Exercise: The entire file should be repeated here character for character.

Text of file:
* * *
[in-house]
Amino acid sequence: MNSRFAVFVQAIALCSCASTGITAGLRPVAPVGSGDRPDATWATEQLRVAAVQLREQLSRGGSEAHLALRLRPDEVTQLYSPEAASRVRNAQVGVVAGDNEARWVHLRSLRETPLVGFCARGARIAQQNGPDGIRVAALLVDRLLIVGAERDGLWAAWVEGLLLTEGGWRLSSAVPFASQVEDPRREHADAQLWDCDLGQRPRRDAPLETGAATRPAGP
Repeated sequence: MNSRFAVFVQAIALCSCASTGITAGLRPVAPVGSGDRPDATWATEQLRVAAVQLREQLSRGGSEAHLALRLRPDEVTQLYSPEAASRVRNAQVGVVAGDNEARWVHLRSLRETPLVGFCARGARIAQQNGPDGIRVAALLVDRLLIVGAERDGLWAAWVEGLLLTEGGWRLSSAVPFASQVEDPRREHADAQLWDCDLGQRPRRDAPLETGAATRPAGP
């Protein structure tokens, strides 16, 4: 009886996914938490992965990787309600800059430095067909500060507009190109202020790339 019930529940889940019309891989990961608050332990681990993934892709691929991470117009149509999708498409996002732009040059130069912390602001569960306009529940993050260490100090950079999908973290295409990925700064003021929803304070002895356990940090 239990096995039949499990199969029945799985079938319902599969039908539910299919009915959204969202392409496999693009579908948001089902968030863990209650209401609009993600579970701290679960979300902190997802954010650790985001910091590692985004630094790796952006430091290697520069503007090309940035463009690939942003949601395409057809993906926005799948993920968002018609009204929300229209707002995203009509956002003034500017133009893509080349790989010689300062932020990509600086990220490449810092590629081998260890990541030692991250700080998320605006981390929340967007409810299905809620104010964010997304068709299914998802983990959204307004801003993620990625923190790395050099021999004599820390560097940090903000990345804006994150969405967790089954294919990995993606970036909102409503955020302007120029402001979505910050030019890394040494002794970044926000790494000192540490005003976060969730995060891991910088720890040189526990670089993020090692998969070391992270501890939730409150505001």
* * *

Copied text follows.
[in-house]
Amino acid sequence: MNSRFAVFVQAIALCSCASTGITAGLRPVAPVGSGDRPDATWATEQLRVAAVQLREQLSRGGSEAHLALRLRPDEVTQLYSPEAASRVRNAQVGVVAGDNEARWVHLRSLRETPLVGFCARGARIAQQNGPDGIRVAALLVDRLLIVGAERDGLWAAWVEGLLLTEGGWRLSSAVPFASQVEDPRREHADAQLWDCDLGQRPRRDAPLETGAATRPAGP
Repeated sequence: MNSRFAVFVQAIALCSCASTGITAGLRPVAPVGSGDRPDATWATEQLRVAAVQLREQLSRGGSEAHLALRLRPDEVTQLYSPEAASRVRNAQVGVVAGDNEARWVHLRSLRETPLVGFCARGARIAQQNGPDGIRVAALLVDRLLIVGAERDGLWAAWVEGLLLTEGGWRLSSAVPFASQVEDPRREHADAQLWDCDLGQRPRRDAPLETGAATRPAGP
């Protein structure tokens, strides 16, 4: 009886996914938490992965990787309600800059430095067909500060507009190109202020790339 019930529940889940019309891989990961608050332990681990993934892709691929991470117009149509999708498409996002732009040059130069912390602001569960306009529940993050260490100090950079999908973290295409990925700064003021929803304070002895356990940090 239990096995039949499990199969029945799985079938319902599969039908539910299919009915959204969202392409496999693009579908948001089902968030863990209650209401609009993600579970701290679960979300902190997802954010650790985001910091590692985004630094790796952006430091290697520069503007090309940035463009690939942003949601395409057809993906926005799948993920968002018609009204929300229209707002995203009509956002003034500017133009893509080349790989010689300062932020990509600086990220490449810092590629081998260890990541030692991250700080998320605006981390929340967007409810299905809620104010964010997304068709299914998802983990959204307004801003993620990625923190790395050099021999004599820390560097940090903000990345804006994150969405967790089954294919990995993606970036909102409503955020302007120029402001979505910050030019890394040494002794970044926000790494000192540490005003976060969730995060891991910088720890040189526990670089993020090692998969070391992270501890939730409150505001």